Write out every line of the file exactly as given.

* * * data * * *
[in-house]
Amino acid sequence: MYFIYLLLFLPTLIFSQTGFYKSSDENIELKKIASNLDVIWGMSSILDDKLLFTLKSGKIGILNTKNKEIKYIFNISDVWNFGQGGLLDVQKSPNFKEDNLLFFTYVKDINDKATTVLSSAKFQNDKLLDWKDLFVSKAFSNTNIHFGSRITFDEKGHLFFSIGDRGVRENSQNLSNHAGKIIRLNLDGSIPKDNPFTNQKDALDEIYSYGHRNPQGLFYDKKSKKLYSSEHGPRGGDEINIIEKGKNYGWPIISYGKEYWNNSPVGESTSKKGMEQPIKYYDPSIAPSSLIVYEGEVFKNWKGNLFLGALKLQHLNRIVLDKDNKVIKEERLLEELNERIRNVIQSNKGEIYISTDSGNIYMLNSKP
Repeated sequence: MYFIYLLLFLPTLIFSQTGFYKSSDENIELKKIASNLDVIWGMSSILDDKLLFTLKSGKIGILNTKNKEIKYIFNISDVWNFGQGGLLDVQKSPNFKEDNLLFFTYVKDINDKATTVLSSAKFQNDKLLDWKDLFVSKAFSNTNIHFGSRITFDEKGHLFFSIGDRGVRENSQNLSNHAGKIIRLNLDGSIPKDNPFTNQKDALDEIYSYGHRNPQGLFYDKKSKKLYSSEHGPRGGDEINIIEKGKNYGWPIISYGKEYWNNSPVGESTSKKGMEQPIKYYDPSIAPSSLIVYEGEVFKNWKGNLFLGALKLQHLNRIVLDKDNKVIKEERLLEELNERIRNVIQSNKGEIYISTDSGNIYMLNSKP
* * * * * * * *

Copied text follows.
[in-house]
Amino acid sequence: MYFIYLLLFLPTLIFSQTGFYKSSDENIELKKIASNLDVIWGMSSILDDKLLFTLKSGKIGILNTKNKEIKYIFNISDVWNFGQGGLLDVQKSPNFKEDNLLFFTYVKDINDKATTVLSSAKFQNDKLLDWKDLFVSKAFSNTNIHFGSRITFDEKGHLFFSIGDRGVRENSQNLSNHAGKIIRLNLDGSIPKDNPFTNQKDALDEIYSYGHRNPQGLFYDKKSKKLYSSEHGPRGGDEINIIEKGKNYGWPIISYGKEYWNNSPVGESTSKKGMEQPIKYYDPSIAPSSLIVYEGEVFKNWKGNLFLGALKLQHLNRIVLDKDNKVIKEERLLEELNERIRNVIQSNKGEIYISTDSGNIYMLNSKP
Repeated sequence: MYFIYLLLFLPTLIFSQTGFYKSSDENIELKKIASNLDVIWGMSSILDDKLLFTLKSGKIGILNTKNKEIKYIFNISDVWNFGQGGLLDVQKSPNFKEDNLLFFTYVKDINDKATTVLSSAKFQNDKLLDWKDLFVSKAFSNTNIHFGSRITFDEKGHLFFSIGDRGVRENSQNLSNHAGKIIRLNLDGSIPKDNPFTNQKDALDEIYSYGHRNPQGLFYDKKSKKLYSSEHGPRGGDEINIIEKGKNYGWPIISYGKEYWNNSPVGESTSKKGMEQPIKYYDPSIAPSSLIVYEGEVFKNWKGNLFLGALKLQHLNRIVLDKDNKVIKEERLLEELNERIRNVIQSNKGEIYISTDSGNIYMLNSKP